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Crown Perth considers debit card payment at gaming tables

Wed, Jul 29, 9:22am by Noah Taylor

Crown Casino Perth is considering using debit card chip purchases at its gaming tables.

Tunf reports the Gaming and Wagering Commission is on board the plan, which would see gamblers use their debit cards to purchase chips, without having to go to the casino cage.

Crown has been instructed to provide “a report on the use of the facility at the completion nfo the first three months of operation.”

The issue the proposal raises is around problem gambling.

According to Crown representatives, there has been “a noticeable shift to the use of cashless payments in our community.”

Crown said that “credit cards will not be allowed and transaction limits will apply” to the trial.

The limits will be A$500 per day.

The American Gaming Association recently released its new Payments Modernisation Policy Principles, which intend to reduce the reliance on cash in US casinos.

Nevada casino have already flirted with Automated Cashless Systems’ PlayOn table-based ATM system.

The off-Strip Ellis Island Casino is currently doing a test run of Konami Gaming’s new digital slot market to permit bettors with PIN-protected Synkros cashless wagering accounts to receive credit for slots play, but it must be within five minutes of applying.

Cashless casino payment methods are few in number

The American Gaming Association has released a report that provides a framework for regulatory flexibility allowing digital payments on the casino floor.

Yogonet reported in June that according to the AGA, enabling payment choice allows casino customers the ability to supplement cash with safe and secure digital payment options on the casino floor.

This not only improves responsible gaming efforts by equipping customers with digital tools to help them monitor their gaming and set limits, but also provides operators, regulators and law enforcement increased transparency into matters of anti-money laundering and monitoring of financial transactions.

In early 2019, the AGA convened a working group of members to evaluate the regulatory, processing and consumer landscape related to expanding payment options on the casino floor.

The Payments Modernisation Policy Principles, the product of that collaborative effort, seek to educate state and tribal regulators who are considering expanding payment choice.

It included a number of points including the ability to equip customers with more tools to wager responsibly, give customers payment choice and convenience, ensure state laws enable a flexible regulatory approach and address heightened public health concerns.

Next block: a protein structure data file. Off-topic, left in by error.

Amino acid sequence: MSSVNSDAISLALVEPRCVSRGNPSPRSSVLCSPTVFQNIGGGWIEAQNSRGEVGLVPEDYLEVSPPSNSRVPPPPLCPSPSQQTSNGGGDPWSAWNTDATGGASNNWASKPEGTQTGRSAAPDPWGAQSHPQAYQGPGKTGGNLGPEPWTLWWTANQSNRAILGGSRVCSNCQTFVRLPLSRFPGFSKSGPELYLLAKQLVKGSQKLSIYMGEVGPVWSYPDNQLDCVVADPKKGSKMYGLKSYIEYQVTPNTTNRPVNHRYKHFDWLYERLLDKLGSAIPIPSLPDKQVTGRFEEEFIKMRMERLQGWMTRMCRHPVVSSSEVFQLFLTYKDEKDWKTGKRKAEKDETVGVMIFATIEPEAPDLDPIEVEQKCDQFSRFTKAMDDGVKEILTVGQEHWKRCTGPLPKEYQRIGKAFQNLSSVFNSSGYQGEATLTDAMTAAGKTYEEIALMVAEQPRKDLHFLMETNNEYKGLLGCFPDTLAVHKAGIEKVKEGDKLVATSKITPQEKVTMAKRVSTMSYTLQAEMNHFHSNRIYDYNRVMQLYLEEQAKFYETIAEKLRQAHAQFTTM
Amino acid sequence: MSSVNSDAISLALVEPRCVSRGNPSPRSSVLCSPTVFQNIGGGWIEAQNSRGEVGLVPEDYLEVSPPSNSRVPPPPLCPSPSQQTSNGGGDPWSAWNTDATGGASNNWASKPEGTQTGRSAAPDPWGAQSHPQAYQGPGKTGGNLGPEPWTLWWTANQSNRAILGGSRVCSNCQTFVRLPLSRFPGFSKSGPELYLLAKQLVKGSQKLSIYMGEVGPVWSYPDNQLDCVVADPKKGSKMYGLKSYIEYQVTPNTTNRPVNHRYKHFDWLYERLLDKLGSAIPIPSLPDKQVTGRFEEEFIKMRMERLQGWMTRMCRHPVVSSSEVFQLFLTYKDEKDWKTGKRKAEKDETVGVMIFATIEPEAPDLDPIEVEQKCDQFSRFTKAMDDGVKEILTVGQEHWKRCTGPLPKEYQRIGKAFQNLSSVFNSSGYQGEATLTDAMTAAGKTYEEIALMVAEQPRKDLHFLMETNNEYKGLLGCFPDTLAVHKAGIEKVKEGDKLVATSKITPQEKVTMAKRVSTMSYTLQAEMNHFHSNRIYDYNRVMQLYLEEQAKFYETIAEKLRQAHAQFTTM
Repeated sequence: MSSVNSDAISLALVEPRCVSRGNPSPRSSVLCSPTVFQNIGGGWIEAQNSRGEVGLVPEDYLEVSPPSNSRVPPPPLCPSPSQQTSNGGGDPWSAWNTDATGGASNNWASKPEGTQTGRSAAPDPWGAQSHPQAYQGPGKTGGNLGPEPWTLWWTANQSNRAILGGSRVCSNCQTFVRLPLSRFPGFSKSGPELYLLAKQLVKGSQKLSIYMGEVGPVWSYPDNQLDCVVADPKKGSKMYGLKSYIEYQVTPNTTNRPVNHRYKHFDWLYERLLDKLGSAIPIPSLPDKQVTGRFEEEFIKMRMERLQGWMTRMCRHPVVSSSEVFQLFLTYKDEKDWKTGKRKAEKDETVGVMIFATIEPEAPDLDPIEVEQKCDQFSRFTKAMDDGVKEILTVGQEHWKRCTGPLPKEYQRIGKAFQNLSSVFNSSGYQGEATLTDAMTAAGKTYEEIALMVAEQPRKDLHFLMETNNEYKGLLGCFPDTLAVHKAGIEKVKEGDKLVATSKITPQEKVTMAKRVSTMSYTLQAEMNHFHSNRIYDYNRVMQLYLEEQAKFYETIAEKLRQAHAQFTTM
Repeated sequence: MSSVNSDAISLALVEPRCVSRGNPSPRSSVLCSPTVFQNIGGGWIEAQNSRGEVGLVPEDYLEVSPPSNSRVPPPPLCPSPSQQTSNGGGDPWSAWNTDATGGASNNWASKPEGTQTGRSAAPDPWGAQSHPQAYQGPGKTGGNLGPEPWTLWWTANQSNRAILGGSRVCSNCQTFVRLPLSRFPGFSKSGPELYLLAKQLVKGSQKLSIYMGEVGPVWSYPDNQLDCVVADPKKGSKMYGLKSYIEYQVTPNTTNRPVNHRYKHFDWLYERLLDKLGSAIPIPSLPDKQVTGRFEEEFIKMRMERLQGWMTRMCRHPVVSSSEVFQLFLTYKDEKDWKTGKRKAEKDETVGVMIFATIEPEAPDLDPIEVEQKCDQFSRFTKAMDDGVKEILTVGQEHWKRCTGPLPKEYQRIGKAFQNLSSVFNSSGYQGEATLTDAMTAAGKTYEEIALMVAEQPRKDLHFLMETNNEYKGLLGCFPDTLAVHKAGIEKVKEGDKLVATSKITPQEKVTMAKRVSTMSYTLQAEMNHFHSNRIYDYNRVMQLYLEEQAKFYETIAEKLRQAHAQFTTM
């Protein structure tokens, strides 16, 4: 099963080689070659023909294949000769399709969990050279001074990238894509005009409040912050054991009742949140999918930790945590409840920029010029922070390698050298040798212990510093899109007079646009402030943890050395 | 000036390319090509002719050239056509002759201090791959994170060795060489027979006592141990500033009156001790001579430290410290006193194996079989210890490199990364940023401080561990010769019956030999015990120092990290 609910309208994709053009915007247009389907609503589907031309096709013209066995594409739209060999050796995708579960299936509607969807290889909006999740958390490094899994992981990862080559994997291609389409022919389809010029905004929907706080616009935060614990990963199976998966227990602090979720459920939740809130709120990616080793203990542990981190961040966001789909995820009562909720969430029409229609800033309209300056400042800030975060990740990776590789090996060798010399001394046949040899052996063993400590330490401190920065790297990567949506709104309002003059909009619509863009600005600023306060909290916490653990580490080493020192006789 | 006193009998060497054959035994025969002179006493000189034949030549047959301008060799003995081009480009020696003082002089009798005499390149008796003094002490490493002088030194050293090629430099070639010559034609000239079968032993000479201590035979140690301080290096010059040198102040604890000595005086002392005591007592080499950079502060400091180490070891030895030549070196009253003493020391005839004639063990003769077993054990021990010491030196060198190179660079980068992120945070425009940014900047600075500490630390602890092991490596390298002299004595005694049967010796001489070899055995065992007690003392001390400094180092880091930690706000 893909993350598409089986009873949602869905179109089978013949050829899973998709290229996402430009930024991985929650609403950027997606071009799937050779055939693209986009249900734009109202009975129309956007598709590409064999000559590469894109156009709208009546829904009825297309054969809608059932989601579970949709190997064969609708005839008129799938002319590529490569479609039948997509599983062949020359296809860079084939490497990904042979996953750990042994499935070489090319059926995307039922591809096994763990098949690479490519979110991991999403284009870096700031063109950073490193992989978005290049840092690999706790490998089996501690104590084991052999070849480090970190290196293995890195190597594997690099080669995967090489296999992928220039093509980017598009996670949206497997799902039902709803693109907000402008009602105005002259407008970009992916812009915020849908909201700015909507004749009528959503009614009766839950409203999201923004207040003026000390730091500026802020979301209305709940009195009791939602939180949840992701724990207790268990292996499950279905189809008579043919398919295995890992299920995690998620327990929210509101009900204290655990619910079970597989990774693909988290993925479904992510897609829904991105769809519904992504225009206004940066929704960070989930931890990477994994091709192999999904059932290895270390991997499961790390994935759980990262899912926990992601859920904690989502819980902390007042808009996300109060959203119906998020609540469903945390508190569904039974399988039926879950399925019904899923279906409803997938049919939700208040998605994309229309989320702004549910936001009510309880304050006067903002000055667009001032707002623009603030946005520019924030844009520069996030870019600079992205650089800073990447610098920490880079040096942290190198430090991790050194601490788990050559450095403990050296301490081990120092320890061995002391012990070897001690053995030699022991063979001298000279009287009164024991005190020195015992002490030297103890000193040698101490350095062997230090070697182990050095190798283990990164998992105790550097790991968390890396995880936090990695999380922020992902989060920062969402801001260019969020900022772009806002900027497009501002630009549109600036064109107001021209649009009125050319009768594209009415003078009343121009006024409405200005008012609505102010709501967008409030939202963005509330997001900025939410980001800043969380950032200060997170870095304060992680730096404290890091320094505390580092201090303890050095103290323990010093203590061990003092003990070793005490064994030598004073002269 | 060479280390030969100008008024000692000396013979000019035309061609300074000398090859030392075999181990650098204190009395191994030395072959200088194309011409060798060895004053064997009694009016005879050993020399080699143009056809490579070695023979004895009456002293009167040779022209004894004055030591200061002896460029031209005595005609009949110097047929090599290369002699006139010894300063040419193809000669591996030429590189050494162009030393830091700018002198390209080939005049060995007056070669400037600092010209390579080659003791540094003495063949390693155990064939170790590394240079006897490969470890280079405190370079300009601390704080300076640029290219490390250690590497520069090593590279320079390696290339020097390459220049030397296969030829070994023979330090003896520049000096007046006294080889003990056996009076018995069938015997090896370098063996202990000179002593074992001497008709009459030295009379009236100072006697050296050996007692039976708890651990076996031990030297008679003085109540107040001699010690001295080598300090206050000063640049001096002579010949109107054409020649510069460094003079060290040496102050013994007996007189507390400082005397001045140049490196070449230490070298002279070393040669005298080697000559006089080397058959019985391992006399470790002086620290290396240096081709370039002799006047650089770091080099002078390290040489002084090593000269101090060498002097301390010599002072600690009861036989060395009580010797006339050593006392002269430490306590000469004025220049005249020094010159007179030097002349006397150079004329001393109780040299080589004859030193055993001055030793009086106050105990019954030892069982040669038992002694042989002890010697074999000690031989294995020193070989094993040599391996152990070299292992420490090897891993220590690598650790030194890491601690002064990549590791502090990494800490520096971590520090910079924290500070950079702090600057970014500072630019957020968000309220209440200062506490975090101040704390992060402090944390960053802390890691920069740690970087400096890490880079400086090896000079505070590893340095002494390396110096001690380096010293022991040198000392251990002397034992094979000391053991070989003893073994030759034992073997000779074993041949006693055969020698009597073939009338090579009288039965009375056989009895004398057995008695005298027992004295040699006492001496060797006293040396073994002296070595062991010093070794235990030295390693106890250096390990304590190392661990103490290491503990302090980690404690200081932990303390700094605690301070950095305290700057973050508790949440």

Recent AGA research found that 59 per cent of past year casino visitors are less likely to use cash in their everyday lives because of the COVID-19 pandemic.

This translates to customer preferences on the casino floor, as 54 per cent indicate that would be very likely to utilise a digital or contactless payment option when they gamble.

Presently, a small number of casinos use such payments, which include debit or credit cards, as well as apps like Apple Pay, Google Pay and PayPal.

Industry seeks wider acceptance of digital or contactless payments

Wider acceptance of these options has long been a goal of the gambling industry.

“Advancing opportunities for digital payments has been one of our top priorities since my first day at the AGA,” the group’s president and chief executive Bill Miller said.

“It aligns with gaming’s role as a modern, 21st-century industry and bolsters our already rigorous regulatory and responsible gaming measures.

The COVID-19 pandemic made it all the more important to advance our efforts to provide customers with the payment choice they are more comfortable with and have increasingly come to expect in their daily lives.”

So far, there has not been widespread adaptation of digital payment options at casinos or other gambling facilities in the United States.

Industry executives say this is due to several factors including limits imposed by state legislators or gambling regulators.

A handful of casinos in Nevada and some tribal casinos across the United States have digital options, but the technology is a new concept in many places.


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